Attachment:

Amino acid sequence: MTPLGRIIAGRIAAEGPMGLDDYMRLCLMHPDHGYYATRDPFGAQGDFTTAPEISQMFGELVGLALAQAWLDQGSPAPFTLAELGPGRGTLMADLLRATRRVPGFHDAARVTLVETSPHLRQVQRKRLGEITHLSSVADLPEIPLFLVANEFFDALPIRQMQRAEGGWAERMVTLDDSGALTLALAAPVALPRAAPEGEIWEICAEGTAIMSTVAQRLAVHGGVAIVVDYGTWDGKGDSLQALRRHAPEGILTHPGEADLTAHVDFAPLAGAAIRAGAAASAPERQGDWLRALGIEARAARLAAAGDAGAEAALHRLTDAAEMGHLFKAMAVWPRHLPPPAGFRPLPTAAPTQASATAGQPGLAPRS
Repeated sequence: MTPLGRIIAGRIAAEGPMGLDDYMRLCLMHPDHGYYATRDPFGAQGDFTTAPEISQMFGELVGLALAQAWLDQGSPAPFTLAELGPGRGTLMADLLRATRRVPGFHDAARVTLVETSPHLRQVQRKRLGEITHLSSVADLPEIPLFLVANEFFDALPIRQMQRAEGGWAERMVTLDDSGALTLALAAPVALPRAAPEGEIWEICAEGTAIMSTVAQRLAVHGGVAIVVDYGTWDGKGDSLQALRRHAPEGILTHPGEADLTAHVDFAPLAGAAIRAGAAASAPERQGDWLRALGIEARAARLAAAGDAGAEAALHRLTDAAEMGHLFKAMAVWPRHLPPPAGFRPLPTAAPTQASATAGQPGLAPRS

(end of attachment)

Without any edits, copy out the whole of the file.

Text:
Amino acid sequence: MTPLGRIIAGRIAAEGPMGLDDYMRLCLMHPDHGYYATRDPFGAQGDFTTAPEISQMFGELVGLALAQAWLDQGSPAPFTLAELGPGRGTLMADLLRATRRVPGFHDAARVTLVETSPHLRQVQRKRLGEITHLSSVADLPEIPLFLVANEFFDALPIRQMQRAEGGWAERMVTLDDSGALTLALAAPVALPRAAPEGEIWEICAEGTAIMSTVAQRLAVHGGVAIVVDYGTWDGKGDSLQALRRHAPEGILTHPGEADLTAHVDFAPLAGAAIRAGAAASAPERQGDWLRALGIEARAARLAAAGDAGAEAALHRLTDAAEMGHLFKAMAVWPRHLPPPAGFRPLPTAAPTQASATAGQPGLAPRS
Repeated sequence: MTPLGRIIAGRIAAEGPMGLDDYMRLCLMHPDHGYYATRDPFGAQGDFTTAPEISQMFGELVGLALAQAWLDQGSPAPFTLAELGPGRGTLMADLLRATRRVPGFHDAARVTLVETSPHLRQVQRKRLGEITHLSSVADLPEIPLFLVANEFFDALPIRQMQRAEGGWAERMVTLDDSGALTLALAAPVALPRAAPEGEIWEICAEGTAIMSTVAQRLAVHGGVAIVVDYGTWDGKGDSLQALRRHAPEGILTHPGEADLTAHVDFAPLAGAAIRAGAAASAPERQGDWLRALGIEARAARLAAAGDAGAEAALHRLTDAAEMGHLFKAMAVWPRHLPPPAGFRPLPTAAPTQASATAGQPGLAPRS